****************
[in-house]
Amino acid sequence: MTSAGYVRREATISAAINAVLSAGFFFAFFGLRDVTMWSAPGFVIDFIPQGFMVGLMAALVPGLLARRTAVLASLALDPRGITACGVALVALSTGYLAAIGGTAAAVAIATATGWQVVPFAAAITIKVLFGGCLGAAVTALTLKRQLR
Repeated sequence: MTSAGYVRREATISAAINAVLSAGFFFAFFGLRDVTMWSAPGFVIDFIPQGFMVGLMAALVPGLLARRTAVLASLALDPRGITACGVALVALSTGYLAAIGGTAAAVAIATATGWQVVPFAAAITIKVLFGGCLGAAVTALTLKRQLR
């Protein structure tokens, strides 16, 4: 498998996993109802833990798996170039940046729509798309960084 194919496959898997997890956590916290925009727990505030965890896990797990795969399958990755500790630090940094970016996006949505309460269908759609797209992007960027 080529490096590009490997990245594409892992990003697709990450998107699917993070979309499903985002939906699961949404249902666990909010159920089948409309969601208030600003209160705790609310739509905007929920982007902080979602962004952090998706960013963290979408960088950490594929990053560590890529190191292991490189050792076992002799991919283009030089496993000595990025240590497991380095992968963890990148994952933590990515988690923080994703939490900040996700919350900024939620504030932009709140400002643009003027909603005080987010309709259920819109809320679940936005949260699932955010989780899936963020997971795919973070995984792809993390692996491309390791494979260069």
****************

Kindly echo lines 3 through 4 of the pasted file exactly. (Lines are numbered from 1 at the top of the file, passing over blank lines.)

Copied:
Repeated sequence: MTSAGYVRREATISAAINAVLSAGFFFAFFGLRDVTMWSAPGFVIDFIPQGFMVGLMAALVPGLLARRTAVLASLALDPRGITACGVALVALSTGYLAAIGGTAAAVAIATATGWQVVPFAAAITIKVLFGGCLGAAVTALTLKRQLR
């Protein structure tokens, strides 16, 4: 498998996993109802833990798996170039940046729509798309960084 194919496959898997997890956590916290925009727990505030965890896990797990795969399958990755500790630090940094970016996006949505309460269908759609797209992007960027 080529490096590009490997990245594409892992990003697709990450998107699917993070979309499903985002939906699961949404249902666990909010159920089948409309969601208030600003209160705790609310739509905007929920982007902080979602962004952090998706960013963290979408960088950490594929990053560590890529190191292991490189050792076992002799991919283009030089496993000595990025240590497991380095992968963890990148994952933590990515988690923080994703939490900040996700919350900024939620504030932009709140400002643009003027909603005080987010309709259920819109809320679940936005949260699932955010989780899936963020997971795919973070995984792809993390692996491309390791494979260069």